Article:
19 May 2024

Fans react to football clubs increasing season ticket prices

Many football fans are being priced out of supporting the teams they love.

Clubs have already announced next season’s ticket prices and most are putting them up. Some are also reducing or removing discounts for certain season ticket holders. It’s angered supporters, who say their loyalty is being exploited while clubs make huge profits from commercial deals.

We have been speaking to fans of Nottingham Forest and Spurs.

For more than two decades, Roman Piotrowski has gathered the Tottenham faithful. He arranges coaches for supporters out in Wiltshire, ready to make the two hour journey from Swindon to north London. Now, though, this might be his last journey.

Roman Piotrowski: I haven’t been awarded my senior season ticket. I’ll be 65 on May the 23rd, which will entitle me to a season ticket. And now to the new restrictions at Tottenham, they’ve decided that they’re not going to issue me with a new season ticket.

Tottenham Hotspur, like many Premier League clubs, are increasing their season ticket prices next year, but they’re also phasing out part of the concessions for over 65s.

Roman Piotrowski: You’ve got to have a cold heart to do what you’re doing to your own fans. Is it greed? You know, they’ve got money coming in from every single stream you can think of. So now you’re turning onto your own fans.

The coach makes it to Tottenham just a few hours before kick-off and supporters make their way to the stadium. The Tottenham Hotspur Supporters’ Trust say they’re disappointed by a 6% increase in season tickets next year. The frustration is also that new season ticket holders aged 65 and above will not be able to apply for a discounted price in 2025, and existing senior season ticket holders will see their concession reduced steadily, so that a 50% discount will be 25% by 2030. Tottenham say they’ve reluctantly made this decision, but that the number of senior season tickets has risen fourfold since they opened the new stadium, and that increase is not sustainable.

Martin Buhagiar, Tottenham Hotspur Supporters’ Trust: I understand the overheads, understand there’s there’s huge expenses. But football is a fundamentally working-class sport and we don’t want to see that taken away. We don’t want to see fans stopped from supporting their clubs because they’re being priced out of attending football matches.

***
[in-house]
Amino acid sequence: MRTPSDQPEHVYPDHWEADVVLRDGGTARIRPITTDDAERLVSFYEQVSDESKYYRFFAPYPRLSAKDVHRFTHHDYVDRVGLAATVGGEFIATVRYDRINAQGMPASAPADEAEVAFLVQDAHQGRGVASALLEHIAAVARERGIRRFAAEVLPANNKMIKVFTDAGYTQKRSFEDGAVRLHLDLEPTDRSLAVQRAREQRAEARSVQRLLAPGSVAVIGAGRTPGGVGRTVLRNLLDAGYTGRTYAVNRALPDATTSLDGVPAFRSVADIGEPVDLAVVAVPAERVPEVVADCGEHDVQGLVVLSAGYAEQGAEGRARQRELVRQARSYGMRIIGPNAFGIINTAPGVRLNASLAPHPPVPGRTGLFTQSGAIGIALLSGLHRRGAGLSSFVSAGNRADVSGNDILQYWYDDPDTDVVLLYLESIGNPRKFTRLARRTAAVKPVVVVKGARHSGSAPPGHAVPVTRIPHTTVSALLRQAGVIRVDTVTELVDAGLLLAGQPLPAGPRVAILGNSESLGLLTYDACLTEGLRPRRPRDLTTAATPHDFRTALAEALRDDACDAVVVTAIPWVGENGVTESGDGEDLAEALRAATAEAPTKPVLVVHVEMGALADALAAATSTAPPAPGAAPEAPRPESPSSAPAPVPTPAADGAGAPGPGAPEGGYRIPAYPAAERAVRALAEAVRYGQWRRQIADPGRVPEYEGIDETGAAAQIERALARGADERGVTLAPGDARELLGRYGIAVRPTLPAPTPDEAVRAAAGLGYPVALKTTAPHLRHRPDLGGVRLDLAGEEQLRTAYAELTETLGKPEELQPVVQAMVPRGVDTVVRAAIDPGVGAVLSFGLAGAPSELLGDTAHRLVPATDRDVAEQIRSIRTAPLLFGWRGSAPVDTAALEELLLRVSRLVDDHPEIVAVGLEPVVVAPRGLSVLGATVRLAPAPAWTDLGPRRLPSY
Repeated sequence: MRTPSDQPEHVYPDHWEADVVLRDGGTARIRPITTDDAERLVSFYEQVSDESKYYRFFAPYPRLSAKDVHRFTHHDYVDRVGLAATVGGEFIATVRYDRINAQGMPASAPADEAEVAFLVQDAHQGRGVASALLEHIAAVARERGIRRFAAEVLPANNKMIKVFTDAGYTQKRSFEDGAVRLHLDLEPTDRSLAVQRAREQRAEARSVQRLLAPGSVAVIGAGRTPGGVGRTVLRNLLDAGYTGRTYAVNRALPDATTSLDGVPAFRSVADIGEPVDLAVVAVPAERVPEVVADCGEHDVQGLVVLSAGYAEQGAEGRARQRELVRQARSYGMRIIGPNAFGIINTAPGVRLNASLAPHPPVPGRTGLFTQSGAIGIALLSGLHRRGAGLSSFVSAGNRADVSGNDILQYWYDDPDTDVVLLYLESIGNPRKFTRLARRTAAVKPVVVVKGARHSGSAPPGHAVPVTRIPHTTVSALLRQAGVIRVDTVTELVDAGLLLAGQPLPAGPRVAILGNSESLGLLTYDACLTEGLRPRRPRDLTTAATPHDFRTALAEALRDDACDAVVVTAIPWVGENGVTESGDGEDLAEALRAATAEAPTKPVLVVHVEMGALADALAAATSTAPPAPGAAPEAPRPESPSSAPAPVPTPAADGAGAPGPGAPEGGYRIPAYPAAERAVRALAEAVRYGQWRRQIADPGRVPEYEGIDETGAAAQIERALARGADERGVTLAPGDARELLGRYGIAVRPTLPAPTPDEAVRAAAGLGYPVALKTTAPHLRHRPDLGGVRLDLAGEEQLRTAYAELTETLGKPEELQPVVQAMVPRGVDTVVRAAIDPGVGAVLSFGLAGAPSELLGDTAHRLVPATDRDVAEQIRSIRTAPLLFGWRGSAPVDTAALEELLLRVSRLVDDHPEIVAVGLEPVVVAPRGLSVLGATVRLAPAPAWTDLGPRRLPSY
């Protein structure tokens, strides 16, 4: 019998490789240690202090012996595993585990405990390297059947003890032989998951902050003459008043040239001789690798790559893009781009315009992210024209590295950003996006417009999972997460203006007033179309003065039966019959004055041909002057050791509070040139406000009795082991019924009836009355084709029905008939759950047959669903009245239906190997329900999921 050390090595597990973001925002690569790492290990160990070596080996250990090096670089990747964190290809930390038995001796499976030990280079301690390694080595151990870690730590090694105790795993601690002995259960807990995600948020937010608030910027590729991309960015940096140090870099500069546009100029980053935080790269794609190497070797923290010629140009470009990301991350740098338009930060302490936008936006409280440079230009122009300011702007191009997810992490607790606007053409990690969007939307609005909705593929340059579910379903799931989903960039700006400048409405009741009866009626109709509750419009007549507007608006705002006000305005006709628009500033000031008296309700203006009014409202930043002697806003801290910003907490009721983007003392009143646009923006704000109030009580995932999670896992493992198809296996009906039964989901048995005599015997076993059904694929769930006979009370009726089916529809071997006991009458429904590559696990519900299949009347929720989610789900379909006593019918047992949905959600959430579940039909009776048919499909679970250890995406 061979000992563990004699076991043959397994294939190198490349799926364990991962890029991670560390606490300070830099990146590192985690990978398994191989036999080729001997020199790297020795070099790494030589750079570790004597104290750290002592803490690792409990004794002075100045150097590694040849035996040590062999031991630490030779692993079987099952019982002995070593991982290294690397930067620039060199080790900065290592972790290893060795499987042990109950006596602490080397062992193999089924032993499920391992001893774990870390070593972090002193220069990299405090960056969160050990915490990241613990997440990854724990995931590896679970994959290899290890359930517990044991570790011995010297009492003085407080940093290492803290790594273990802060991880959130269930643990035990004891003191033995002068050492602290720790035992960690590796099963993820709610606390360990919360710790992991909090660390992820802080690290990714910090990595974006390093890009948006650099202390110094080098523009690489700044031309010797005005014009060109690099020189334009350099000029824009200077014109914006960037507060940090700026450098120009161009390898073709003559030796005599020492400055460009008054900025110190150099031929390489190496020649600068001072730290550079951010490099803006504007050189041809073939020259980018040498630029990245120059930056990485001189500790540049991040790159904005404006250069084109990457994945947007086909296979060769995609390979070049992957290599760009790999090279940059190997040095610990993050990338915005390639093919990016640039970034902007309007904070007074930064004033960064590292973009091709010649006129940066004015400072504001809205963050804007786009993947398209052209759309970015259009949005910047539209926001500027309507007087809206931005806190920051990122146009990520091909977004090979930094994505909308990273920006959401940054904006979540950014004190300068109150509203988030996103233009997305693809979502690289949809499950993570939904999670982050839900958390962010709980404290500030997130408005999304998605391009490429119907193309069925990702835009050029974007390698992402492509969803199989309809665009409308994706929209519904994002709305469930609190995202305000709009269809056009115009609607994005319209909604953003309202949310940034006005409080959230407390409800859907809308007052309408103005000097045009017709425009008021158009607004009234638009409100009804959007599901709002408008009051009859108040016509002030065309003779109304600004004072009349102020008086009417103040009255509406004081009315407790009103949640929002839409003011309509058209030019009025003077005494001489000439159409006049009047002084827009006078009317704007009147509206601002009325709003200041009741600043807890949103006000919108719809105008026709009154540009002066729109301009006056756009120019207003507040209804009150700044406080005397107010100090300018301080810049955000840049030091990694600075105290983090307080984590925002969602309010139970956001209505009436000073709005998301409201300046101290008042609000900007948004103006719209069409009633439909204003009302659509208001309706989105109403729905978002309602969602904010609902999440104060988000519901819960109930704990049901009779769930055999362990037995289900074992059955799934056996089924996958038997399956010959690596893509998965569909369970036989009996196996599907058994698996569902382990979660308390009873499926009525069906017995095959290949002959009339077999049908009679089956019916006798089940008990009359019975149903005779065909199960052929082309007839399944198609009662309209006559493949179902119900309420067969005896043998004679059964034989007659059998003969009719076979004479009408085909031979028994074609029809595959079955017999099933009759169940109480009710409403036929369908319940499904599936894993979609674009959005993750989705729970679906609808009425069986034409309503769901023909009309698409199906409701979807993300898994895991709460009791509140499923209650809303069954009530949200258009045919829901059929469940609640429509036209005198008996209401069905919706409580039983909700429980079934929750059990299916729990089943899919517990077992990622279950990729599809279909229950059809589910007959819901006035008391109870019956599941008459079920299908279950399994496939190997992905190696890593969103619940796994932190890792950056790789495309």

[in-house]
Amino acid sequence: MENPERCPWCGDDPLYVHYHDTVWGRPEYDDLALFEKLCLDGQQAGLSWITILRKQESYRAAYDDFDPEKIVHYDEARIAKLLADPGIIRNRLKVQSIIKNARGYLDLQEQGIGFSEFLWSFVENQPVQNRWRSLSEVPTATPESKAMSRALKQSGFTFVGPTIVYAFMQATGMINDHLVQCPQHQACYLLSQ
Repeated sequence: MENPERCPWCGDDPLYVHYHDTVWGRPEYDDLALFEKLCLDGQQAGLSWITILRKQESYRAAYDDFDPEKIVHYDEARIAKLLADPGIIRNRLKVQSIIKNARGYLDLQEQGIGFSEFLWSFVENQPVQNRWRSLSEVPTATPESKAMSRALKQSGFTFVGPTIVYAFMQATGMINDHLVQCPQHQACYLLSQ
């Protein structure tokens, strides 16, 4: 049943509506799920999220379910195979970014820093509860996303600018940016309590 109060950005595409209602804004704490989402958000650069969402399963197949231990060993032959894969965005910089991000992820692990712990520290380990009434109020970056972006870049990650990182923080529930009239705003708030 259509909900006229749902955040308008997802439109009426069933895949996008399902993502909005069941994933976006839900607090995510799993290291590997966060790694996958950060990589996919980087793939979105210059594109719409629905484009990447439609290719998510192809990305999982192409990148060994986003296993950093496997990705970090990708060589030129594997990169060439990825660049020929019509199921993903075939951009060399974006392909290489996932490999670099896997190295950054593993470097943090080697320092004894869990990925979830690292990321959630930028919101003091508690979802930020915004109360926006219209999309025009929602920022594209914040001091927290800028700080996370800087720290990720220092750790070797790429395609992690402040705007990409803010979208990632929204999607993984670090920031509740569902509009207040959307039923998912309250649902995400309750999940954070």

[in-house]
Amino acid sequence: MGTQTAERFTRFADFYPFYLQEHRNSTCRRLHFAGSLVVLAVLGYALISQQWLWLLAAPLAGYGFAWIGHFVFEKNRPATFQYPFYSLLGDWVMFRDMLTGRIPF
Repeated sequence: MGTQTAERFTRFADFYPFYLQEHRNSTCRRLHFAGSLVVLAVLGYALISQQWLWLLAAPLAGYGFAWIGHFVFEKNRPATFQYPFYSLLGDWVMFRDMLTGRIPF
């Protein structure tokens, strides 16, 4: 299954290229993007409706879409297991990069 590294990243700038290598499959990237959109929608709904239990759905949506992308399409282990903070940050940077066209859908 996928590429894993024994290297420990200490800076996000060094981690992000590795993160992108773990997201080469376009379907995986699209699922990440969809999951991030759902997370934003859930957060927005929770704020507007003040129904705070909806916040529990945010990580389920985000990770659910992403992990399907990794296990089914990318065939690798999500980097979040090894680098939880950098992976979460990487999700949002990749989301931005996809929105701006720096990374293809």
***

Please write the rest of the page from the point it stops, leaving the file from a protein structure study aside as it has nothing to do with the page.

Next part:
This all comes after a year in which fans at Fulham and Liverpool have protested about prices. And at this game, Manchester City fans join Tottenham supporters in their campaign to save our seniors.

Kat Law: Football Supporters’ Association: There is a groundswell of discontent across fan bases throughout the division around ticket pricing. Fans have been asked to pay more than ever before, while there’s more money than ever before within the game.

Now many clubs say that ticket prices have been frozen for years, that inflation has pushed matchday costs up, that they have to be careful about financial sustainability. But supporters say that ticket sales are a small fraction of a club’s revenue and that this is about football losing touch with its community, that clubs are trying to entice in high- paying tourists, and that fans are no longer fans, they’re consumers.

From the cloudy streets of north London to the sunny banks of the Trent. Here at Nottingham Forest, it’s the young fans losing out. Harvey Humphreys pours pints part time, just a short walk from the City ground. He says he has been a Forest supporter his whole life

Here at Forest, they’re getting rid of concessions for 18 and 19-year olds, meaning many of Harvey’s friends cannot afford the increase.

Harvey Humphreys: A lot of my mates paid £190 for the lower Bridgford stand, and then now it is £550, or £450, nearly £500.

Nottingham Forest say the rises were needed for the club to continue to grow financially and remain competitive. This year the club was deducted points for breaching profit and sustainability rules, and despite the increase, the club says their tickets are among the best value for money in the Premier League.

Andy Caddell, Nottingham Forest Supporters’ Trust: Is there a logic to increase the prices? Yes, there is. Price increases we’ve seen though are way above everybody else and massively above inflation.

Is this the price though you have to pay for modern football, for the Premier League?

Andy Caddell, Nottingham Forest Supporters’ Trust: I really hope not. But it’s being seen elsewhere and it’s certainly the direction of travel I think in football generally. I regret it. It’s a bit King Canute, isn’t it? Can you stop the tide coming in?

As another blockbuster season in the richest league comes to an end. There is no doubting the allure of English football globally, and supporters will still flock to grounds up and down the country. But with rising prices, how much longer will supporters put up with a game that changes more and more?